Consolidating the comics

Let's add one final touch to make this system even easier to use. Instead of putting links to each comic in the Web page, let's put the comics on the page itself. Open your favorite text editor again, and copy the following lines to a blank text file:

s,file:///home/your user name/Comics/html/,,g
s,file:///home/your user name/Comics,..,
s,<li><a href,<li><img src,
s,">.*</a></li>,"></li>,

Save this file in the same directory as comics.sh, with the name comics.sed. Now open comics.sh, and add the following lines between lines three and four:

today=$(date +%Y%m%d)
sed -f ~/bin/comics.sed Comics/html/comics-$today.html > /tmp/comics.html
mv -f /tmp/comics.html Comics/html/comics-$today.html

The next time your collection script runs, you will be able to open a comics page in your browser that rivals any you can find in your local newspaper, because it has all, and only, the comics you want to read.

Michael Crider has been working with computers since 1987, and has been using various distros of Linux since 2000. By day he is a programmer and network administrator for a medium-sized company that runs 90% Linux on its servers and 75% Linux (using thin clients) on its desktops.

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on Get a daily dose of comics

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Get a daily dose of comics

Posted by: Anonymous [ip: 82.227.137.141] on August 30, 2007 10:44 AM
Such a geeky setup to read comics ! Down-to-earth people have the simpler option of using their favorite RSS reader and subscribing to their favorite webcomics. A lot of webcomics authors are actually sensible enough to embed the image in their feed.

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Get a daily dose of comics

Posted by: Anonymous [ip: 195.11.201.126] on August 30, 2007 04:10 PM
Also worth considering is dailystrips- http://dailystrips.sourceforge.net/ . It hasn't been updated for a while, but most of my favourites still work, and the strips.def file is readily configurable.

It's available as an ubuntu package, and probably for other distros too.

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Get a daily dose of comics

Posted by: Anonymous [ip: 87.167.110.47] on August 30, 2007 10:32 PM
Does this download the ads for the webcomics too? If not, aren't you just ripping the artists off? They need to pay for their hosting somehow. I don't exactly like ads, but I do click on a couple now and then to finance sites I like. This software removes even that meager income for them.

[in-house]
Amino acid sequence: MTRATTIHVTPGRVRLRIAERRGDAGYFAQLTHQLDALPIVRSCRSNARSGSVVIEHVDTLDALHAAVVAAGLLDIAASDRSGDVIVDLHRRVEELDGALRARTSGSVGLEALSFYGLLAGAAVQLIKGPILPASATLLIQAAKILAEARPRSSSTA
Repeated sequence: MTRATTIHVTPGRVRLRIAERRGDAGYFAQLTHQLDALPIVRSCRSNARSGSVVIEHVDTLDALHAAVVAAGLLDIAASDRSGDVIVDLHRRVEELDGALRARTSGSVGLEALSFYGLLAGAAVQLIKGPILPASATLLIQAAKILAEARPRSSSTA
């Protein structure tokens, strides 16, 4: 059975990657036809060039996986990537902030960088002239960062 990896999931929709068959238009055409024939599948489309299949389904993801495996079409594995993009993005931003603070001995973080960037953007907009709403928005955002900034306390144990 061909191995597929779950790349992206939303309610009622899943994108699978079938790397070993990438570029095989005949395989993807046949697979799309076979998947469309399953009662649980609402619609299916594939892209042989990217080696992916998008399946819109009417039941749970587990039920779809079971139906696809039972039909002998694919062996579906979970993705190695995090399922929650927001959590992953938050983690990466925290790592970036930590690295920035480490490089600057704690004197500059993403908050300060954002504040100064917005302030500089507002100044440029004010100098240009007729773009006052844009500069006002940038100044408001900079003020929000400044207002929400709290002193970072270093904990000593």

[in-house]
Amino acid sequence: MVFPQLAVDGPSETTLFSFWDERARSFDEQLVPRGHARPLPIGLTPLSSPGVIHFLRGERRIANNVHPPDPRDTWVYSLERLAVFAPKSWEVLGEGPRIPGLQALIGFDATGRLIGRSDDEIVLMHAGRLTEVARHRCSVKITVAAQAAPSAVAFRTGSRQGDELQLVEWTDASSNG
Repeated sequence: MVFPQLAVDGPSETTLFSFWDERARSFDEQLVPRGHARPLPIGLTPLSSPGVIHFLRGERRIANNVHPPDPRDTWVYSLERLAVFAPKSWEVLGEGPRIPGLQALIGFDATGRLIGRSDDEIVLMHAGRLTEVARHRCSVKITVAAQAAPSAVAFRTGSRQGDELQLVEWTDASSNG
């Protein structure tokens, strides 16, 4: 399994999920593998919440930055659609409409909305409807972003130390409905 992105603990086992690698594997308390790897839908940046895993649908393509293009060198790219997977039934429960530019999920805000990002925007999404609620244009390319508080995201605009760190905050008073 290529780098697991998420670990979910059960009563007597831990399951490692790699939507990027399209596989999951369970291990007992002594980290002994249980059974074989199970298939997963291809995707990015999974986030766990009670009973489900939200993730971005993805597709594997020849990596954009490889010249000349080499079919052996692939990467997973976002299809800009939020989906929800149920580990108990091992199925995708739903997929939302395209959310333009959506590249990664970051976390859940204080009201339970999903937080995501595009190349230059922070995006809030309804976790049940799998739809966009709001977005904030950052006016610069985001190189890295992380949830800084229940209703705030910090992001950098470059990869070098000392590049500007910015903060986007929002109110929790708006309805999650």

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Copyright and ad financed comic strips

Posted by: Anonymous [ip: 10.10.55.195] on August 31, 2007 07:58 AM
With such a script you get the content and steal the money from the creator.
As you know 'free' comic strips are financed through advertisements.
So perhaps your script should download banners to, you don't have to look at them.

And, if you provide the downloaded comic strips onto your Intranet site in form
of a aggregated page, your are infringing the copyright because you redistribute.

F.M.

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why not use the rss output ??

Posted by: Anonymous [ip: 216.210.98.25] on September 02, 2007 05:30 AM
You seem to be doing a lot of work to get roughly the same results as using -o rss. Just point your rss reader at dailydose.rss in the base of your comics directory.

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Get a daily dose of comics

Posted by: Anonymous [ip: 72.161.253.116] on September 03, 2007 03:36 PM
I agree with the comments about ads. Somehow I left the last paragraph off the copy I submitted to Linux.com. It should have read:

From the good citizen department - many cartoonists make a living from the cartoons you will enjoy using this method, but this cuts off their methods of revenue. Several of them offer memberships on their website. If a paid membership is available for the cartoons you enjoy, I would encourage you to take advantage of this method of giving back to the artists who provide this entertainment for you. Also, do not give access to your web server to the outside world. Most cartoonists have strict rules against distributing their comics without permission. Normally this is not a problem if your computer is behind a router.

IANAL, but I don't think there would be a problem with making the comics available on a private intranet in your own home. I download the comics on my mythtv backend server, which is on all the time, but I read them from my laptop.
As far as the rss output, I had never tried that. From first glance it appears that you would still need to do some processing to get the actual comics on one page. Also, I have not found an rss reader that will read the file directly from the hard drive - they all want an http address. Maybe somebody can provide more details if I am wrong. On the other hand, if you don't want to run a full web server and have the convenient calendar access to archives, you can access the raw html files directly with any browser.

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re: rss

Posted by: Anonymous [ip: 216.210.98.25] on September 04, 2007 04:37 AM
Sage for Firefox will read the rss file directly, and I would assume that there are other rss readers that will do the same.... but I may be wrong.

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Get a daily dose of comics

Posted by: Anonymous [ip: 88.252.30.69] on December 12, 2007 02:19 PM
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Get a daily dose of comics

Posted by: sernak plywood on December 12, 2007 02:46 PM
<a href="http://www.sernak.com/"> Sernak Plywood </a>

<a href="http://www.argplywood.com/"> ARGE Yapi </a>